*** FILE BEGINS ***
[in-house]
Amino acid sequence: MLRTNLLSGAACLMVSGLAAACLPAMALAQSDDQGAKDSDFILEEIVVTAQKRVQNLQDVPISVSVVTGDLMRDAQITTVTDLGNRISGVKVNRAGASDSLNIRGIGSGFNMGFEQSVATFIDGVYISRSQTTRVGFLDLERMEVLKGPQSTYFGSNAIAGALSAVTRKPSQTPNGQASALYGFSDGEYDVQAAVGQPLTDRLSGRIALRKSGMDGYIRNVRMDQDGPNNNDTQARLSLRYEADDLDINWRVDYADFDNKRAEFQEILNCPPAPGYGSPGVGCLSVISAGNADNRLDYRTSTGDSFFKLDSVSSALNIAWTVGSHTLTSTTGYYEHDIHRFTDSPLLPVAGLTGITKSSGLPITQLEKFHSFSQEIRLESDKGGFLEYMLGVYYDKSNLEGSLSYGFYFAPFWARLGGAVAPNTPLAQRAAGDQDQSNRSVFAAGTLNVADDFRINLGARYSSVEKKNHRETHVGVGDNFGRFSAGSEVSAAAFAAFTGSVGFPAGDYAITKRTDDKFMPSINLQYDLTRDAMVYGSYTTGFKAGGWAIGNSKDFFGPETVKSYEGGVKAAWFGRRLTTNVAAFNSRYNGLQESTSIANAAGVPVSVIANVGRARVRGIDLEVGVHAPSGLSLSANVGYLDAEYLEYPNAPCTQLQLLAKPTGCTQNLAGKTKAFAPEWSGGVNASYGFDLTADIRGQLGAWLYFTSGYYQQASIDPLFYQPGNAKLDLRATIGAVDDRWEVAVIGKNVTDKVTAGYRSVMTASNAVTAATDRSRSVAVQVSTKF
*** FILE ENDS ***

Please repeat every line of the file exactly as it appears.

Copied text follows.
[in-house]
Amino acid sequence: MLRTNLLSGAACLMVSGLAAACLPAMALAQSDDQGAKDSDFILEEIVVTAQKRVQNLQDVPISVSVVTGDLMRDAQITTVTDLGNRISGVKVNRAGASDSLNIRGIGSGFNMGFEQSVATFIDGVYISRSQTTRVGFLDLERMEVLKGPQSTYFGSNAIAGALSAVTRKPSQTPNGQASALYGFSDGEYDVQAAVGQPLTDRLSGRIALRKSGMDGYIRNVRMDQDGPNNNDTQARLSLRYEADDLDINWRVDYADFDNKRAEFQEILNCPPAPGYGSPGVGCLSVISAGNADNRLDYRTSTGDSFFKLDSVSSALNIAWTVGSHTLTSTTGYYEHDIHRFTDSPLLPVAGLTGITKSSGLPITQLEKFHSFSQEIRLESDKGGFLEYMLGVYYDKSNLEGSLSYGFYFAPFWARLGGAVAPNTPLAQRAAGDQDQSNRSVFAAGTLNVADDFRINLGARYSSVEKKNHRETHVGVGDNFGRFSAGSEVSAAAFAAFTGSVGFPAGDYAITKRTDDKFMPSINLQYDLTRDAMVYGSYTTGFKAGGWAIGNSKDFFGPETVKSYEGGVKAAWFGRRLTTNVAAFNSRYNGLQESTSIANAAGVPVSVIANVGRARVRGIDLEVGVHAPSGLSLSANVGYLDAEYLEYPNAPCTQLQLLAKPTGCTQNLAGKTKAFAPEWSGGVNASYGFDLTADIRGQLGAWLYFTSGYYQQASIDPLFYQPGNAKLDLRATIGAVDDRWEVAVIGKNVTDKVTAGYRSVMTASNAVTAATDRSRSVAVQVSTKF